The organic demographic has expanded significantly over the past 10 years, and for several reasons, said Samantha Cabaluna, vice president of communications and marketing for Earthbound Farm, San Juan Bautista, Calif.
Increasing availability of organic in certain categories and a closer price gap between organic and conventional produce offers “more realistic options for people,” she said.
A 2012 U.S. General Population Organic Segmentation analysis from the Natural Marketing Institute, Harleysville, Pa., defined 20% of the general population as “devoteds,” who are committed to organics and willing to pay a premium; 25% are “temperates,” described as pragmatists with “moderate organic attitudes”; and 16% are “reluctants,” who don’t trust organic labeling or don’t believe organics are worth the money.
Education is the No. 1 driver for organics, Cabaluna said.
Education often, but not always, correlates with income, she said.
For example, organic consumption ranks high among consumers who have a college education, but students or young college-educated consumers may not yet have attained a high income level, she said.
According to a 2011 NPR-Thomson Reuters Health Poll, about 53% of the respondents said if price is no object, they prefer organic, Cabaluna said.
“If you take price out of the equation, you don’t have to weigh the value so much,” she said.
“Even if it’s not a super-high priority for them, if they don’t have to spend more money, then why not?”
Today’s organic consumer is a younger, more affluent consumer, said Gary Wishnatzki, president and chief executive officer of Wish Farms, Plant City, Fla.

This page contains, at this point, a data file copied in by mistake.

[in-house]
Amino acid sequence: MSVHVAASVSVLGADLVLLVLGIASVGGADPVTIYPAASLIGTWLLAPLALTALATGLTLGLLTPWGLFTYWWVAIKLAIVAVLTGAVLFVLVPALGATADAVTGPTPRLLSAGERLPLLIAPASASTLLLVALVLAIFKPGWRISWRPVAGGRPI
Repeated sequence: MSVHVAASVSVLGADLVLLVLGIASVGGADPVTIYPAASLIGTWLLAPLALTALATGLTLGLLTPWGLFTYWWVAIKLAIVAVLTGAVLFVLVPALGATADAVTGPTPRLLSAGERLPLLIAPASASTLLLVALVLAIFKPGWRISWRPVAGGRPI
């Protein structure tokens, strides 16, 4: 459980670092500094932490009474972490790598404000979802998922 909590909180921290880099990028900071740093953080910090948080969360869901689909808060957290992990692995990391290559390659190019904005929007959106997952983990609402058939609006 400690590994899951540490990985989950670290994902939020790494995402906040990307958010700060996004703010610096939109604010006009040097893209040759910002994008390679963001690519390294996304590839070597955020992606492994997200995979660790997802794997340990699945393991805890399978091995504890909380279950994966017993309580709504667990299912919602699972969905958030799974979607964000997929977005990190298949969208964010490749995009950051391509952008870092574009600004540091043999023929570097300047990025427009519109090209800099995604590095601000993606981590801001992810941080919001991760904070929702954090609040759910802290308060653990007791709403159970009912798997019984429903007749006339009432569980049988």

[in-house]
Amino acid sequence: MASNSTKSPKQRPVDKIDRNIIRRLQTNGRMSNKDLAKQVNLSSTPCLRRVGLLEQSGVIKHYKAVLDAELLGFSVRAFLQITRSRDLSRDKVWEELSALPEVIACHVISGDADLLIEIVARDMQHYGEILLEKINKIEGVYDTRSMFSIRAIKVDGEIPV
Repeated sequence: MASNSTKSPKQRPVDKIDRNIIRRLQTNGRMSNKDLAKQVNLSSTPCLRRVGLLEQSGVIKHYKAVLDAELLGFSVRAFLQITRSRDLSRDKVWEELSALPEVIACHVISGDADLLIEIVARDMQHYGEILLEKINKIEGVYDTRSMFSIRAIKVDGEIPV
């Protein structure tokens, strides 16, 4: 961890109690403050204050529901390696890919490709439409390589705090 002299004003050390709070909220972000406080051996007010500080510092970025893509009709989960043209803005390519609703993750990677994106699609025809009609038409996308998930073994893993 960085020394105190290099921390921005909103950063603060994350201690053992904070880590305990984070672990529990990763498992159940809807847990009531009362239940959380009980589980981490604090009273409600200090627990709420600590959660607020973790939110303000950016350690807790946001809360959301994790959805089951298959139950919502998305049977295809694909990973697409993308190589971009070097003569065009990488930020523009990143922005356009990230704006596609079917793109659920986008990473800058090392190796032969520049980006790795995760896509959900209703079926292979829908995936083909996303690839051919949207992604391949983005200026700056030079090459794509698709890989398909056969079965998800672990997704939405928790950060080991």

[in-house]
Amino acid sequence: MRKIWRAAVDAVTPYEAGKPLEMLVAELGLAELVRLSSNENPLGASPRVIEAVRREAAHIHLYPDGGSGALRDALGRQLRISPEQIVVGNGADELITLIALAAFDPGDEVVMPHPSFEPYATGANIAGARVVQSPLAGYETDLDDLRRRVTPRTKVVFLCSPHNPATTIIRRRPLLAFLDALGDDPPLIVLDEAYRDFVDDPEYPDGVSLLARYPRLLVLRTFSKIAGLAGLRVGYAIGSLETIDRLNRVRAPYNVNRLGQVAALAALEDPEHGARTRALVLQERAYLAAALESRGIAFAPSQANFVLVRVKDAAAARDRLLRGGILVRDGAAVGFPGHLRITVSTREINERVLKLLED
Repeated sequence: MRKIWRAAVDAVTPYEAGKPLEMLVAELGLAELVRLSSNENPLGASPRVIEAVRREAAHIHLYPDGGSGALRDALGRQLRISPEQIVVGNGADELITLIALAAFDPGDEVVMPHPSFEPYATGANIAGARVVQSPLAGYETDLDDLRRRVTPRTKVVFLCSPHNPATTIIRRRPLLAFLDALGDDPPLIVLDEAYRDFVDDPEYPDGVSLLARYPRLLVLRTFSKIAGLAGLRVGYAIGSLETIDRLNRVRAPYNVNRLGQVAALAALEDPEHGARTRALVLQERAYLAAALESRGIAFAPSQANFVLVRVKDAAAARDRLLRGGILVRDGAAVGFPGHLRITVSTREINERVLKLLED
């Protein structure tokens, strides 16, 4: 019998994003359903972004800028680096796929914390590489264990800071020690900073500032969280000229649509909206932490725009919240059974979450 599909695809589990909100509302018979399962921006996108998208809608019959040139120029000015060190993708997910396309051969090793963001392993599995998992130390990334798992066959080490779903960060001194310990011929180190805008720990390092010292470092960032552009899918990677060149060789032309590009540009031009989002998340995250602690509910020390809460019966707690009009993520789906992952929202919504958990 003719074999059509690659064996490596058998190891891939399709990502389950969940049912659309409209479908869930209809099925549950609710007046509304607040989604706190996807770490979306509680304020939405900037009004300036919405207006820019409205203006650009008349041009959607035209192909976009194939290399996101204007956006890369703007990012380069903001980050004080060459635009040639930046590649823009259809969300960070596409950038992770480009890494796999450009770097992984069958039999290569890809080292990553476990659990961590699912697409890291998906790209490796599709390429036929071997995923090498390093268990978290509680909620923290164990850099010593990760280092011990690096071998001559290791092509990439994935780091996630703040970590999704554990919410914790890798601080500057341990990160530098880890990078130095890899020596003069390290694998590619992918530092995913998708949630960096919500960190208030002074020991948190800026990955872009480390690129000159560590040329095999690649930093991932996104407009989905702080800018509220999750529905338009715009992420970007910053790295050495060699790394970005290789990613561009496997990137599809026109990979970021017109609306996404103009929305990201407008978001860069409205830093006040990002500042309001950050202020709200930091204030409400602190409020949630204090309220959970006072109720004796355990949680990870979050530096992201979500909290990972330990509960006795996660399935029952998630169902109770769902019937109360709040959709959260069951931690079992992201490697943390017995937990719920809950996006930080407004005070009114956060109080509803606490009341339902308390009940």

He cited as an example a recent strawberry sale for charity in which Wish Farms participated at the University of Florida, where students seemed to request organics the most.
“That bodes well for the future,” he said.
The organic demographic is changing, said Patrick Stewart, operations manager for Earl’s Organic Produce, San Francisco.
“From a trending perspective, wealthy, affluent people have the means to trend toward organic,” he said, but as organic produce becomes more available and more affordable, its popularity is trickling down to base consumers.
The core organic customer that created and sustains the movement will buy organics no matter what the economic situation, Stewart said.
Organics are especially popular in major metropolitan areas along the East and West coasts, said Matt Seeley, vice president of marketing for The Nunes Co. Inc., Salinas, Calif.
Consumers in towns surrounding colleges and universities, like Austin, Texas, and Bloomington, Ind., also lean toward organics.
“They are really showing good, strong organic growth that matches higher levels of education and income,” he said.
Organics have become “very mainstream,” especially in the salad category because the price differential is so small — typically 10% — Cabaluna said. Occasionally, the price of organics is the same as the price of conventional.
About 24% of the overall salad category is organic, she said. But for the tender leaf portion, 54% of sales are organic.